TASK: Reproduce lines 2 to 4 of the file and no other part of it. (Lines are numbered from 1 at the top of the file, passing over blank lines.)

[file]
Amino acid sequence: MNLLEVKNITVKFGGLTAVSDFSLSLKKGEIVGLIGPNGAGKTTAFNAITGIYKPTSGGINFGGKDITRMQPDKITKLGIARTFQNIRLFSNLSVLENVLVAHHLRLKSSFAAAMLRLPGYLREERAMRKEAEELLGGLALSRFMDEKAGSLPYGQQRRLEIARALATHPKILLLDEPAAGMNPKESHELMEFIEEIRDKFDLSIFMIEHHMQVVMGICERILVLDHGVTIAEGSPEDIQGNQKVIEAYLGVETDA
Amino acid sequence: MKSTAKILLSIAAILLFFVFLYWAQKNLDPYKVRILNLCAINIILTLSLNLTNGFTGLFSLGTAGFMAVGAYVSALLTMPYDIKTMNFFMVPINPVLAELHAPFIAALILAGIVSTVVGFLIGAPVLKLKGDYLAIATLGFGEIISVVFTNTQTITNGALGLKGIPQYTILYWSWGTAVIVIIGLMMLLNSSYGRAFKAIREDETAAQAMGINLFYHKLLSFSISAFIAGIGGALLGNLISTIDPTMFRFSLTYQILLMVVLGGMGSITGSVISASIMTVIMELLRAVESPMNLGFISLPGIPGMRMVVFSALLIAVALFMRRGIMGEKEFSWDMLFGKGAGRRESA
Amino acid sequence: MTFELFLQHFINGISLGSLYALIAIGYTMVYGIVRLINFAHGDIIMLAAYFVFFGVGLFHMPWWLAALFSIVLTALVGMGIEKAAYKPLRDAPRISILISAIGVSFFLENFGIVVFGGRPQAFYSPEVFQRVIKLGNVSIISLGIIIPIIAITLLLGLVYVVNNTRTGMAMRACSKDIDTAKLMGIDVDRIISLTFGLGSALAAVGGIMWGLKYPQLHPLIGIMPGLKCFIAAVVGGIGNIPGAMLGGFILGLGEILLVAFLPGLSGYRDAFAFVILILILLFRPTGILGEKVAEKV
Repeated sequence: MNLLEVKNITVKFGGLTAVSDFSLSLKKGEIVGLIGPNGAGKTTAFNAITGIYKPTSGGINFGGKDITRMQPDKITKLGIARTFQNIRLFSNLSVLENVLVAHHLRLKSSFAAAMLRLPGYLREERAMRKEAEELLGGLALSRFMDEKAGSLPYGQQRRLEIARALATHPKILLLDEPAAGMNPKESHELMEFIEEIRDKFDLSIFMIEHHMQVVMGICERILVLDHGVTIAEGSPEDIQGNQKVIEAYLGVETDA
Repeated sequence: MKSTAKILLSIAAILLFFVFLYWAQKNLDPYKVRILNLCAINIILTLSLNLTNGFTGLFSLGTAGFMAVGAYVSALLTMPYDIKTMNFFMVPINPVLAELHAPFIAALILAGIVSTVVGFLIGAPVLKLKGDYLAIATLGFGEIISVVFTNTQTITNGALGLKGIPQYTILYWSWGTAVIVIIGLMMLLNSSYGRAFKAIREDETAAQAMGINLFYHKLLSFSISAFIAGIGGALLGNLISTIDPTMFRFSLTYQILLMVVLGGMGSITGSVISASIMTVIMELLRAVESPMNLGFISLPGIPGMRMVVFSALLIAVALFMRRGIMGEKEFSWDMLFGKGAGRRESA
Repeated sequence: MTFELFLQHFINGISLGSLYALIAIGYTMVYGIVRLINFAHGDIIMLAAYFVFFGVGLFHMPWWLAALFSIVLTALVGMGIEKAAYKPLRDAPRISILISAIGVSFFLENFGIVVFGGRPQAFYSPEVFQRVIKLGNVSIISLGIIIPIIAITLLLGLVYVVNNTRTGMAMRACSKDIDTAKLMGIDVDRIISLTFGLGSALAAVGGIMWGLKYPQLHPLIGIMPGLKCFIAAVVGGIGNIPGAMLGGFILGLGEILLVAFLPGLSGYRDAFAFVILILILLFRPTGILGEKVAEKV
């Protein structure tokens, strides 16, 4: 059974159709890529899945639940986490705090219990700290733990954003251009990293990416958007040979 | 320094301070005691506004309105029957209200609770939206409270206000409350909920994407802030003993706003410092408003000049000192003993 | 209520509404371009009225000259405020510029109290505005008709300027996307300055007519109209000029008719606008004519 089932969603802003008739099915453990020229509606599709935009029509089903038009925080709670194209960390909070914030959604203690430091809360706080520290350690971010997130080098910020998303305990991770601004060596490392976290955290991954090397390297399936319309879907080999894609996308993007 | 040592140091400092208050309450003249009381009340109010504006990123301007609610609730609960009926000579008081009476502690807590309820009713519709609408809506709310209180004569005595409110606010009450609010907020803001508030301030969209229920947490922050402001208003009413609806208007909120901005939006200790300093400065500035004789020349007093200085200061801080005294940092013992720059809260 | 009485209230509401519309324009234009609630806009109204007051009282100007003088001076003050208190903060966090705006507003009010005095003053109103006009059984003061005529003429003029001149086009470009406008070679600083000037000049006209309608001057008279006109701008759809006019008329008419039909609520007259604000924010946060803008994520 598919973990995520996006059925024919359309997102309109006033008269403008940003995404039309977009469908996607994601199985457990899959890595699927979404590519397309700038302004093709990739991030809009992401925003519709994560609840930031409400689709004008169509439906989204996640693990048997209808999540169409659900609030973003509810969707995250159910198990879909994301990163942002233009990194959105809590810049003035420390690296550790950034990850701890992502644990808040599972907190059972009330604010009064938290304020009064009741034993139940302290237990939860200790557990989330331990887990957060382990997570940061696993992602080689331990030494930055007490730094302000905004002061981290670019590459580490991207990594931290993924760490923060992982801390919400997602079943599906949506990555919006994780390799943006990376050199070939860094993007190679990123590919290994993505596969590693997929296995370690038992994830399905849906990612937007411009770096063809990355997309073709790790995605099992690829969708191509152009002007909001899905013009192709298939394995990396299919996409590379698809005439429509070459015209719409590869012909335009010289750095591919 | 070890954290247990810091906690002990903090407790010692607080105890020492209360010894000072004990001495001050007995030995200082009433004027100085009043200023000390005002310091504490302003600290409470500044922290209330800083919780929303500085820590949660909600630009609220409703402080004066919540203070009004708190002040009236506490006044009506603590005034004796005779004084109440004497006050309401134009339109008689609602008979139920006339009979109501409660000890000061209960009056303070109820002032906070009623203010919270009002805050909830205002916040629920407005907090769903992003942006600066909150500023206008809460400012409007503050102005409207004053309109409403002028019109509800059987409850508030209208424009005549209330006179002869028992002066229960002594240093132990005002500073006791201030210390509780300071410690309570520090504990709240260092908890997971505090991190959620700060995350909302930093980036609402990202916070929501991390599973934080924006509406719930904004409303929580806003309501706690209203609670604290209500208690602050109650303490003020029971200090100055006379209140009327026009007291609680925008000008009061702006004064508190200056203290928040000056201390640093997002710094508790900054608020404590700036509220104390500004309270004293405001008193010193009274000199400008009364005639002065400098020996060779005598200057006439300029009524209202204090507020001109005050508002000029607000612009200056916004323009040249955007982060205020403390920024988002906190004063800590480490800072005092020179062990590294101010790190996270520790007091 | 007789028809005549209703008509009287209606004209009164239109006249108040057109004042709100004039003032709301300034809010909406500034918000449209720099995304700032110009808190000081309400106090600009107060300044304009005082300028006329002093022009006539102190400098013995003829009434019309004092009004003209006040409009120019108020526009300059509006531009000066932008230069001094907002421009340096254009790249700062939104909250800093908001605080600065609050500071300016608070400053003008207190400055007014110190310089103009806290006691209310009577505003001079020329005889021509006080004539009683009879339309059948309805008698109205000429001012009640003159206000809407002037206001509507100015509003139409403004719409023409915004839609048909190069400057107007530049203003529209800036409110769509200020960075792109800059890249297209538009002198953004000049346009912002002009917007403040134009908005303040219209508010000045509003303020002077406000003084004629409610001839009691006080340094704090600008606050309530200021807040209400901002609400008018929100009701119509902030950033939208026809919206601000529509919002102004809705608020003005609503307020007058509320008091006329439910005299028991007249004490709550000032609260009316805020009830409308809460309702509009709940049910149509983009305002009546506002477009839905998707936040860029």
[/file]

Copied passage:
Amino acid sequence: MKSTAKILLSIAAILLFFVFLYWAQKNLDPYKVRILNLCAINIILTLSLNLTNGFTGLFSLGTAGFMAVGAYVSALLTMPYDIKTMNFFMVPINPVLAELHAPFIAALILAGIVSTVVGFLIGAPVLKLKGDYLAIATLGFGEIISVVFTNTQTITNGALGLKGIPQYTILYWSWGTAVIVIIGLMMLLNSSYGRAFKAIREDETAAQAMGINLFYHKLLSFSISAFIAGIGGALLGNLISTIDPTMFRFSLTYQILLMVVLGGMGSITGSVISASIMTVIMELLRAVESPMNLGFISLPGIPGMRMVVFSALLIAVALFMRRGIMGEKEFSWDMLFGKGAGRRESA
Amino acid sequence: MTFELFLQHFINGISLGSLYALIAIGYTMVYGIVRLINFAHGDIIMLAAYFVFFGVGLFHMPWWLAALFSIVLTALVGMGIEKAAYKPLRDAPRISILISAIGVSFFLENFGIVVFGGRPQAFYSPEVFQRVIKLGNVSIISLGIIIPIIAITLLLGLVYVVNNTRTGMAMRACSKDIDTAKLMGIDVDRIISLTFGLGSALAAVGGIMWGLKYPQLHPLIGIMPGLKCFIAAVVGGIGNIPGAMLGGFILGLGEILLVAFLPGLSGYRDAFAFVILILILLFRPTGILGEKVAEKV
Repeated sequence: MNLLEVKNITVKFGGLTAVSDFSLSLKKGEIVGLIGPNGAGKTTAFNAITGIYKPTSGGINFGGKDITRMQPDKITKLGIARTFQNIRLFSNLSVLENVLVAHHLRLKSSFAAAMLRLPGYLREERAMRKEAEELLGGLALSRFMDEKAGSLPYGQQRRLEIARALATHPKILLLDEPAAGMNPKESHELMEFIEEIRDKFDLSIFMIEHHMQVVMGICERILVLDHGVTIAEGSPEDIQGNQKVIEAYLGVETDA